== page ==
by RJ Blain
Paranormal Suspense / Urban Fantasy / Supernatural Thriller / Light Paranormal Romance
Date Published: June 25, 2015
The world is full of corpses, and Jackson knows them by name. When a group strives to destroy the Inquisition, his powers may be all standing between the supernaturals and extinction.
However, when he learns the truth behind the deaths of his wife and unborn daughter, Jackson may prove to be the greatest threat of all to the survival of mankind...
When I read a book, I want to follow the story of a character who captures my heart. I want to care what happens to them. I want to see them succeed. I want to hold my breath and worry if they’ll fail. I want to laugh with them, and I want to cry with them.
Good characters breathe life into a book. A story with an excellent plot will fall flat if the characters aren’t vibrant. Writing good characters is hard. Over the years, I’ve had the honor of working as an editor with some truly talented authors. Their characters were fantastic—the stories needed work. These stories were so often some of the best to work with.
Once an author understands how to write characters readers love, they can fix the mechanics. Learning to write characters readers love is difficult. Why?
How can one put to paper what makes a reader love a character? So many times, it’s a combination of everything that character is. Every decision and emotion a character has melds to give a reader a truly interesting—and touching—experience.
When I think of characters I truly love, I realize they have one thing in common. They are relatable. They aren’t me—but I can understand where they are coming from. I can relate to their interests or their situation. I understand them on a deeper level.
Characters I love to read resonate with me. Their situations and the way they deal with them are something I can appreciate or sympathize with. When I write, I try to capture that by working with characters—people—who appeal to me on some level.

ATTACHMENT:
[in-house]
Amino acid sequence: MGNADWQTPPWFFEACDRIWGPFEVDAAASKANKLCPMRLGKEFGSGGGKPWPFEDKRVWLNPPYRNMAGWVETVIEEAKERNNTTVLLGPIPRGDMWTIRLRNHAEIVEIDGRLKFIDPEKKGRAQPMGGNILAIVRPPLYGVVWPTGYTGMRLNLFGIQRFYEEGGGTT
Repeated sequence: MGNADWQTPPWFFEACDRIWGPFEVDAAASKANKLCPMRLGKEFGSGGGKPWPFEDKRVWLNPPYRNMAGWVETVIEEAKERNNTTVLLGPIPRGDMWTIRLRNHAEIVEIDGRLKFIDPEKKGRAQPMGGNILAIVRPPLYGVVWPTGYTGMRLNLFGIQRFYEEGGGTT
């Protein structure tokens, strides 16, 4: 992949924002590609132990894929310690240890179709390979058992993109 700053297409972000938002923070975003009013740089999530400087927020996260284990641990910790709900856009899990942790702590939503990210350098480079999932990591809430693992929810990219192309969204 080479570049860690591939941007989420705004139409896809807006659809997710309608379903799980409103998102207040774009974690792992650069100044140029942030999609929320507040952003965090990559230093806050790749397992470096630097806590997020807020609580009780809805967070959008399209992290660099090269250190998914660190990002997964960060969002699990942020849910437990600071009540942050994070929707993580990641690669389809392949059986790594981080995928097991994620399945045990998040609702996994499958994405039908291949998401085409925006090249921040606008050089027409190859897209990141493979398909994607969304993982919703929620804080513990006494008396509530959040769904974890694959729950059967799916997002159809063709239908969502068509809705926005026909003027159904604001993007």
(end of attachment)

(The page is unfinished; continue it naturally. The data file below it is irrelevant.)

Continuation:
That leads to the murky depths of the Mary Sue—or the act of inserting a character you want to be or are. I don’t write like that, nor do I want to write like that. Honestly, I try to remove myself as much as possible from my characters, although some things inevitably seep through.
I want to tell the stories of interesting people. The keyword is in that single sentence. It’s people.
Good characters feel like real people. Good characters touch on what it is to live, and through them, we experience something new—or something familiar from a different way. A good character sometimes challenges our beliefs. Sometimes, a good character stands in solidarity with us. Sometimes, a good character is a person we wish we could be, if life hadn’t gotten in the way.
Sometimes, a good character has the calm comforting presence of a close friend.
Good characters tough others, and that’s a skill that has to be learned through experience. Sometimes, in order to learn to write good characters, an author merely needs to take a look at the world around them and capture it on the page.
Sometimes, an author needs to look at the works of others and learn what separates a good character from the flat, shallow ones.
I personally believe good characters are experienced each and every page. Without them, a book simply can’t shine. That’s why I read—for the experience of meeting new people.
It’s also a strong part of why I write. I want to meet these new people, too.
About the author:
RJ Blain suffers from a Moleskine journal obsession, a pen fixation, and a terrible tendency to pun without warning.
When she isn't playing pretend, she likes to think she's a cartographer and a sumi-e painter. In reality, she herds cats and a husband, and obeys the commands of Tsu Dhi, the great warrior fish.
In her spare time, she daydreams about being a spy. Should that fail, her contingency plan involves tying her best of enemies to spinning wheels and quoting James Bond villains until she is satisfied.